Riley then questioned the accuracy of the police cruiser’s speedometer, nothing that the vehicle had been in two wrecks prior to the night Askins was stopped and had not been recalibrated since.

He also challenged the procedures used to test the radar unit before it was put into service at the beginning of the trooper’s shift.

A series of four test is conducted on the machine. One involves using tuning forks to make sure it is giving the proper speed reading.

Riley said the tuning forks had not been calibrated and that the whole process involves using the machine to test the forks and then the forks to test the machine.

The defense attorney asked Tucker if he had been trained how to testify at speeding trials.

Tucker said “yes.”

Then Riley read a portion of the manual which advises police officers to say the machine was operating correctly.

“Don’t they say testify that it is pointed straight ahead,” Riley said.

Prosecuting attorney Kuhn asked the officer if he was trained to lie on the witness stand.

He answered that he was not.

“Aren’t you trained just the opposite?” Kuhn said.

“Yes,” he said.

The testimony ended at about 1:30 in the afternoon and the jury was sent to lunch.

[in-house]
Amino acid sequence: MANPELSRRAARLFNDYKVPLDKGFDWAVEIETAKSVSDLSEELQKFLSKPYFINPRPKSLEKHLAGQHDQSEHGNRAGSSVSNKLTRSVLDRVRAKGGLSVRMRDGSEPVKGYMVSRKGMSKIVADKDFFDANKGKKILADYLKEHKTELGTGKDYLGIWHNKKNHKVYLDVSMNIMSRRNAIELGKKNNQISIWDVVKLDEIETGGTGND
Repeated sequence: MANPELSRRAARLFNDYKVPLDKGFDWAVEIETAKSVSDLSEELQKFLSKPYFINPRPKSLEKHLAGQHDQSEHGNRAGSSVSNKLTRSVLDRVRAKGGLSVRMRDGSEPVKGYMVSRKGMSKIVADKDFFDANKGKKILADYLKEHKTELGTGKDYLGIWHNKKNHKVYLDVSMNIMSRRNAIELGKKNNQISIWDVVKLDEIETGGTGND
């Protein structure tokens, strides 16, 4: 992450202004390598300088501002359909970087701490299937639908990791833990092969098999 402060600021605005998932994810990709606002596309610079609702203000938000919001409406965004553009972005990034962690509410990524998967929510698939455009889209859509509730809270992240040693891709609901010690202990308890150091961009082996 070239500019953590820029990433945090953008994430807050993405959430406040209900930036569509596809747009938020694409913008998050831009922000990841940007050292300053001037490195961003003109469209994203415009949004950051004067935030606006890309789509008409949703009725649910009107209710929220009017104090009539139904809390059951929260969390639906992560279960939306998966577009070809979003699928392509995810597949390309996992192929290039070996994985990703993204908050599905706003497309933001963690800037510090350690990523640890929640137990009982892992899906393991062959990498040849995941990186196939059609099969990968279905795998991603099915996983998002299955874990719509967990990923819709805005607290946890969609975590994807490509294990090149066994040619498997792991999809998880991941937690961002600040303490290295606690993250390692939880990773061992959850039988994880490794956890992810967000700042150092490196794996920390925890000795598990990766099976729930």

At 2:30, the lawyers for both sides and the judge went into the jury room to discuss instructions to the jury that the magistrate would issue before the six were sent to deliberate.

Magistrate Barb, as she left the courtroom said, “we’ll go over here and you folks can have the rest of the building.”

The court clerk, a bailiff, court reporter and a News-Tribune reporter began exchanging small talk with the unsequestered jury.

Another state police officer, R.J. Claus, came into the room and offered everyone a piece of Christmas candy from a jar he had found in the clerk’s lunch room.

The conversation and small talk continued until one by one, the clerk, court reporter, newspaper reporter and bailiff were called into the jury room to testify before the magistrate and lawyers whether Claus had spoken to the jury and whether it was prejudiced if he had done so.

That process took up the next five hours.

Everyone interviewed reported that the officer hand not spoken individually or directly to the jury and doubted any affect on the five women and one man jury.

It was learned that the defense was seeking to have a mistrial declared on the grounds Claus had attempted to influence the jury.

Finally after all the interviews, the trial resumed at 8:30 p.m.. No mistrial was declared and the jury remained ignorant of the reason for the five-hour wait.

At 9:15 the jury went into deliberations and 15 minutes later pronounced a guilty verdict.

After over 12 hours in the windowless courtroom, the jury was sent home.

Magistrate Barb pronounced a sentence of a $75 fine and $416 in court cost.

Askin has 90 days to pay the fine before his license to drive is revoked.

Riley told the court he and his client would decide whether to appeal the verdict.

Magistrate Kesner said the trial was the first time in nine years that a speeding trial had gone to a jury trial in Mineral County.

“This has to be the longest speeding ticket trial in state history,” Riley said.